Tower Automotive v. Illinois Workers’ Compensation Commission No. 1-09-3161WC Robert Nowak worked for Tower Automotive operating a forklift which he claimed caused accidental injuries.  His employer disputed the work‑relatedness of his condition and the matter proceeded to trial.  One of the issues presented at the hearing was how petitioner’s wages should be calculated. With respect


Beginning January 4, 2011, in a veto session, workers’ compensation reform came to Illinois in legislation now known as Senate Bill 1066.  This bill emerged after three Senate and two House public hearings.  Representative John Bradley (D) and Dan Brady (R) were responsible for presenting the bill to the House.  Senate Bill 1066 included numerous


Wiedner & McAuliffe is pleased to announce that Matthew Barnhart has recently become an attorney in our St. Louis office.  Matthew is a graduate of the University of Missouri (Kansas City) Law School, having earned his Juris Doctor in 2004. Matthew has extensive experience in representing Missouri employers in the defense of workers’ compensation claims. 


As our readers know, the Medicare Secondary Payer Act was enacted to reduce federal health care costs.  Under this statute, Medicare is now the “secondary payer” whenever payment for covered services is reasonably expected from another primary payer; if Medicare pays in such instance, it is entitled to reimbursement.  Recently, The U.S. Court of Appeals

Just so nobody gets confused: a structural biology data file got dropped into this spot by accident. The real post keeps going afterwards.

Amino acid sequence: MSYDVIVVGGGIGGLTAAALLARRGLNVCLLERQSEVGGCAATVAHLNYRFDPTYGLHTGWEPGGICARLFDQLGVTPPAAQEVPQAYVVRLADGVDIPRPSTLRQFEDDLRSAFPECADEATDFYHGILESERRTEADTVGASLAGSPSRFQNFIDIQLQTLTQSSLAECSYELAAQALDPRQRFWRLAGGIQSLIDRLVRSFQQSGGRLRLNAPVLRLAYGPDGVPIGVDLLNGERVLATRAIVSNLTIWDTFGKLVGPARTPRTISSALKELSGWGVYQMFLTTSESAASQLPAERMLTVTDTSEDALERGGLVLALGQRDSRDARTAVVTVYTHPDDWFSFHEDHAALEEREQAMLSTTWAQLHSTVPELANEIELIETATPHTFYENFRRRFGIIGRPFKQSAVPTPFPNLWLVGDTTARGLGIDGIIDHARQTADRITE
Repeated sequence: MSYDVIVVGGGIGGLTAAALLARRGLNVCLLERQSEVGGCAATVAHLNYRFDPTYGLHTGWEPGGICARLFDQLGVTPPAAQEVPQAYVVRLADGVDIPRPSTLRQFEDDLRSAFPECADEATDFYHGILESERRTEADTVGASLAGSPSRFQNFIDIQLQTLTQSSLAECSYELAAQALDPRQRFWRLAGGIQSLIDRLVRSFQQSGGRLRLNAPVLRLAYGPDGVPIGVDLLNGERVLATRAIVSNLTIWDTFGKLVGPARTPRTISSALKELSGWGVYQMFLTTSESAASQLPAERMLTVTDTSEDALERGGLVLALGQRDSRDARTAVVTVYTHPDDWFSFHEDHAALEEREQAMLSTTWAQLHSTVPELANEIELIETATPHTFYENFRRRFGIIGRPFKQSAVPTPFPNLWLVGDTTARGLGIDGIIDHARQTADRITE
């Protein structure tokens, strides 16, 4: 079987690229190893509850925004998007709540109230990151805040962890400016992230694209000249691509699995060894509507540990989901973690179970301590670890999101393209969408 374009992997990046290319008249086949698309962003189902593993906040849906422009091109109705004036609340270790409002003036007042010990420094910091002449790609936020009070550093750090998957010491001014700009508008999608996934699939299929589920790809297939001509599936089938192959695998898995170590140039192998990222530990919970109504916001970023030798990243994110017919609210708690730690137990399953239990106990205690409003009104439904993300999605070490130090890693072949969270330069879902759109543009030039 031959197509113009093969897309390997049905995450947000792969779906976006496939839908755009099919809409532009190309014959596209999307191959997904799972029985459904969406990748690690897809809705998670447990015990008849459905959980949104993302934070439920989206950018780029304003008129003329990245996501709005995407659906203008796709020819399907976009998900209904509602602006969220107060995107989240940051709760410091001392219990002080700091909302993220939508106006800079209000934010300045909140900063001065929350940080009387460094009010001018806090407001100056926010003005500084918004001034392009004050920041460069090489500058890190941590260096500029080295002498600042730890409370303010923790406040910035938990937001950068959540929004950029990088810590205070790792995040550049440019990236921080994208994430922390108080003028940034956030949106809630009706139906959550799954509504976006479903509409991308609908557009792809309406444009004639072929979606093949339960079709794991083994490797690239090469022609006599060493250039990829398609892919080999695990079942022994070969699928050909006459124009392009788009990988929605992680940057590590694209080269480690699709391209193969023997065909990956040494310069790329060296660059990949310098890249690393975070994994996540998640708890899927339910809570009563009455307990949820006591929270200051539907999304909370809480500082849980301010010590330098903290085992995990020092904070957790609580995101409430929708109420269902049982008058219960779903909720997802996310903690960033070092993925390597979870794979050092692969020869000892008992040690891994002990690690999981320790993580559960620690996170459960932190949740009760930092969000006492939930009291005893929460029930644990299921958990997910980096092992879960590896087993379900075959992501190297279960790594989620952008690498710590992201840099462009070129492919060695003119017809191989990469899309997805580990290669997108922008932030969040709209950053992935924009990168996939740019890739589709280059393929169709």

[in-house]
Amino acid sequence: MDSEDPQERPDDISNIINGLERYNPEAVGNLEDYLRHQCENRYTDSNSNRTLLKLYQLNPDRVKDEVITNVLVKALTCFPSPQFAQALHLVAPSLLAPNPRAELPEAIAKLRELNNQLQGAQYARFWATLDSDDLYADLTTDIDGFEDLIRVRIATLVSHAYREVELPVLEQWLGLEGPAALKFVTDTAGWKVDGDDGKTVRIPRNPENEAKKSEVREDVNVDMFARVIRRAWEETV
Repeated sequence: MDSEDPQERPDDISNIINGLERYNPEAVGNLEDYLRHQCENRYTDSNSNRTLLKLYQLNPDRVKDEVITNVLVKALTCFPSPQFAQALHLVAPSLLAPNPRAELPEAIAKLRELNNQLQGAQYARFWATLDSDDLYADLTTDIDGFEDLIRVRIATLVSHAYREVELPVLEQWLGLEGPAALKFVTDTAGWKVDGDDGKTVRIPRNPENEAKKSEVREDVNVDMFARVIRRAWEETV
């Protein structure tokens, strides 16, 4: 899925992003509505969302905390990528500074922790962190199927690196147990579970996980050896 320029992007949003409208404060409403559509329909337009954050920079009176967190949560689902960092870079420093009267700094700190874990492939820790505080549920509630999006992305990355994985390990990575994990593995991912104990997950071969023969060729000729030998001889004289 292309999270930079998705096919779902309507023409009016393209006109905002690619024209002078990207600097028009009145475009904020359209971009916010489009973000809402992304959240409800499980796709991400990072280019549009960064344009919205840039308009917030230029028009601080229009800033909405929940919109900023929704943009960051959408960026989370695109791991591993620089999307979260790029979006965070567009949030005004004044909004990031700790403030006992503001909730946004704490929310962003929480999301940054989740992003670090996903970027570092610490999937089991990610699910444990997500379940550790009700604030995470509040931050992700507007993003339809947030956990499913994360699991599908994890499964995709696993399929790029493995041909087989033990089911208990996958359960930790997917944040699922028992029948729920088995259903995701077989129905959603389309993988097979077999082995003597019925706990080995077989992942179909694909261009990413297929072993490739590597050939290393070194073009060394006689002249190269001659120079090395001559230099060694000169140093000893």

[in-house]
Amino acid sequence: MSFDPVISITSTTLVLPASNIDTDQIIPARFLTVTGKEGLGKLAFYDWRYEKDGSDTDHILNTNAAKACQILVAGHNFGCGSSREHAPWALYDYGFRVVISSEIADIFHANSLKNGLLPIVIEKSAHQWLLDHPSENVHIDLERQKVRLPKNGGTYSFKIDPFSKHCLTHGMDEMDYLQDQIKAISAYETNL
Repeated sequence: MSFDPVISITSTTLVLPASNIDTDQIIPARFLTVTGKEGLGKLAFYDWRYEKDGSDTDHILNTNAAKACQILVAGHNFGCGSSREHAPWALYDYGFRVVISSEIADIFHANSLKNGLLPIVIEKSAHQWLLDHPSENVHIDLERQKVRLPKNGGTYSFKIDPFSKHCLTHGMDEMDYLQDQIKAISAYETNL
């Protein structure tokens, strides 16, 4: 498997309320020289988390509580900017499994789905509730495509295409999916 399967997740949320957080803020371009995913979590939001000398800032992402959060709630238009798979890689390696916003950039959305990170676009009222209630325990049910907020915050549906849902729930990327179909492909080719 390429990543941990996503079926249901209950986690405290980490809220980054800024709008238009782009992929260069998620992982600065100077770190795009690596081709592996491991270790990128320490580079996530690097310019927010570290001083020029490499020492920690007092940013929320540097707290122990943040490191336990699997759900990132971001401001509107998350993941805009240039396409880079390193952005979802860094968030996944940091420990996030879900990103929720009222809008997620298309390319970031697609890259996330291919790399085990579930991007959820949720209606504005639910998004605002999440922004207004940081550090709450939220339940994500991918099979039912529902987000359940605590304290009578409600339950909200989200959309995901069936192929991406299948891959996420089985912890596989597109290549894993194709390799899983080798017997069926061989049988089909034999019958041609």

Wiedner & McAuliffe Earns U.S. News & World Report’s Tier 1 Law Firm Ranking

  Wiedner & McAuliffe named as a Tier 1 law firm on U.S. News & World Report’s inaugural “Best Law Firms” rankings. In September 2010, U.S. News and Best Lawyers, the leading survey of lawyers worldwide, joined forces to rank 9,000 nationwide firms in 81 practice areas. The methodology for the U.S. News – Best

Wiedner & McAuliffe Earns U.S. News & World Report

Claimant’s Accident did not Arise out of and in the Course of Employment

Colleen Davis v. Frozen Treats, Inc. No. 07 080628 Colleen Davis, a minor, was employed at an ice cream store, Frozen Treats.  On August 3, 2007, while cleaning the store at the close of the day, she squatted to pick up trash and place it into the waste can when her right knee gave way. 

Employee Filing Both Civil and Compensation Claims Against Employer Did Not Violate Exclusivity

Reed v. Richard White, et al, No. 5-08-0446 Prior to January, 2003, Regina Reed performed certain volunteer tasks for Harris Farms.  Nelda Harris, d/b/a Harris Farms, wished Regina to be compensated for her work and made Regina a part-time employee.  Ronald Reed, the husband, was also the plaintiff’s supervisor, as well as the overall manager

Marijuana Intoxication Does Not Bar Recovery for Workers’ Compensation Benefits

Szarek v. The Workers’ Compensation Commission No. 03-08-0530WC Lennie Szarek, a 21 year old apprentice carpenter, was framing the exterior walls on the second floor of a new house when he fell through a nine foot by nine foot stairwell opening in the center of the floor.  The claimant suffered paraplegia when, while constructing a

Supreme Court Ruling Emphasizes Obligation to Pay TTD Until MMI

Interstate Scaffolding, Inc. v. The Workers Compensation Commission, et al. No. 107852 Jeff Urban was terminated while working under restrictions following an accident at work.  According to his employer, the reasons for the termination were unrelated to his injuries and his restrictions, namely that Urban had written religious “graffiti” on the storeroom wall on the